At least on paper, that points to a serious dearth of talent left standing in the Parisian academy —but the simple truth is that they have been replaced. The Camp Ooredoo (formerly Camp des Loges), PSG’s training facility, is sponsored wholly by Qatar in a deal worth around €10 million. Much of that money has been channeled back into the academy, with the ground slated to be moved out of Saint-Germain-en-Laye. The new academy would cost upwards of €50 million and the long-term relocation could potentially reach a cost of €300 million. Virtually all of this comes from chairman Nasser Al-Khelaifi’s pocket, and with good reason. The hastily-constructed side handed to Carlo Ancelotti in 2011 is now waning, its rejects far removed and its stars beginning to fade. Half a decade on from the Qatari takeover, the discarded prospects have only increased in number.
Per the International Centre for Sports Studies (CIES) in 2014, Paris is ranked fifth in Europe in number of academy-produced players that have made first-team appearances for a club across the continent’s top 5 leagues. In the top 3 are the typical academies – Barcelona in first with its famous La Masia, and Real Madrid and Manchester United not far behind. In fourth is Olympique Lyonnais, another French side, which serves as a useful foil for this discussion.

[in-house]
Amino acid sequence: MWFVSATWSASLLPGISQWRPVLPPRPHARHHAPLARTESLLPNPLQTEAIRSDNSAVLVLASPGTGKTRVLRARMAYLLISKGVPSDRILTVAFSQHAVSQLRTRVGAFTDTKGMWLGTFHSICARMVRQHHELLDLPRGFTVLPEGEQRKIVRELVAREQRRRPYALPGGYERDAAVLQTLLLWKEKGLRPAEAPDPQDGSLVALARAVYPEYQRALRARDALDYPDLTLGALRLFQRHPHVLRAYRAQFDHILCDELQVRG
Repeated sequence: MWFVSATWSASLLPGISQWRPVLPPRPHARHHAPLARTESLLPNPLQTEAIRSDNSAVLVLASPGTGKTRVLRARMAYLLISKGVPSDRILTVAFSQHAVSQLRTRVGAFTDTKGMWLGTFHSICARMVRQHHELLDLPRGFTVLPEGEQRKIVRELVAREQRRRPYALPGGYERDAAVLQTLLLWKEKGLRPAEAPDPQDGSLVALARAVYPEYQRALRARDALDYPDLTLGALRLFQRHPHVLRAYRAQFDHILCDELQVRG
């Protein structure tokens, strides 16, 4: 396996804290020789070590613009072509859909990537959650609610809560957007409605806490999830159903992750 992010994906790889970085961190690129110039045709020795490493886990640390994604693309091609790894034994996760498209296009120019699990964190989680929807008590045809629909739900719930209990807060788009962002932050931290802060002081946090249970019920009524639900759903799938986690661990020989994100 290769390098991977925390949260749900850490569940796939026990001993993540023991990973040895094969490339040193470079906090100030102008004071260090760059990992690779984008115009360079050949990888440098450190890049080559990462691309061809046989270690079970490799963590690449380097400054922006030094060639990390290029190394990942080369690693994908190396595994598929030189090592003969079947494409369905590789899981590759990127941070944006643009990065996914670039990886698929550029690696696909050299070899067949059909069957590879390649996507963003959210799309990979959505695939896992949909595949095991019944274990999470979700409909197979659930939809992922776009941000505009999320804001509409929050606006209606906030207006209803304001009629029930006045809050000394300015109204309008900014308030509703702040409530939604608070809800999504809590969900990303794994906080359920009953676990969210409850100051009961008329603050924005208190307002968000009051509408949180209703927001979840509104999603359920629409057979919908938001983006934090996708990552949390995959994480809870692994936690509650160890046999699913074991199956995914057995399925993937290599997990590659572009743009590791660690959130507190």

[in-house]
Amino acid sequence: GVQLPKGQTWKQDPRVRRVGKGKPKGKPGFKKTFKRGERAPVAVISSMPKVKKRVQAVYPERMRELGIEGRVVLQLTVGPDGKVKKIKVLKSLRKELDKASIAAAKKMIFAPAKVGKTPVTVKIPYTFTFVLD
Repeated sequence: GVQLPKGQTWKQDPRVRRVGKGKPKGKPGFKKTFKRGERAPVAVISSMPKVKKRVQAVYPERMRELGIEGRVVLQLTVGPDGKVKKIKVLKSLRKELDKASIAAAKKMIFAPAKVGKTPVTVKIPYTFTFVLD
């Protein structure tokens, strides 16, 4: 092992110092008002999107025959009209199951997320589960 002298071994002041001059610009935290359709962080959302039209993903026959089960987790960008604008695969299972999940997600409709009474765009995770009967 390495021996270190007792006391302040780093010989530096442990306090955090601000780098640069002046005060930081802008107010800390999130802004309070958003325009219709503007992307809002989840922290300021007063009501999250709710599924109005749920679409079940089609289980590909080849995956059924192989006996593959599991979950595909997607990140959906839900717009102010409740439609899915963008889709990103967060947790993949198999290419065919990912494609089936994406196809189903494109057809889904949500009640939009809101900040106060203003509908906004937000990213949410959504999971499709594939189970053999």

The French Ligue 1 has the highest ratio of home-grown first team players among the top 5 leagues in Europe. This statistic is supported by Lyon, with 15 of its 33 top-flight produced players still at the club and featuring as of 2014. Paris Saint-Germain, however, is tied for third-lowest in terms of youth products retained with 5—and that number will have only gone down with Zoumana Camara’s retirement and the departure of the ever-quiet Clement Chantome. Elevating them to fifth place in the rankings are a whopping 22 players abroad, most of them plying their trade at a fellow Ligue 1 side, just below the grade and forever consigned to being an asterisk on a commentator’s team sheet in case they score on the club that never gave them a chance.
In fairness, the club has redefined success. Of that there can be no question. The league title is virtually a given, and even though both domestic cups are little more than formalities, those trophies help ease the blow of a potential lost UEFA Champions League match.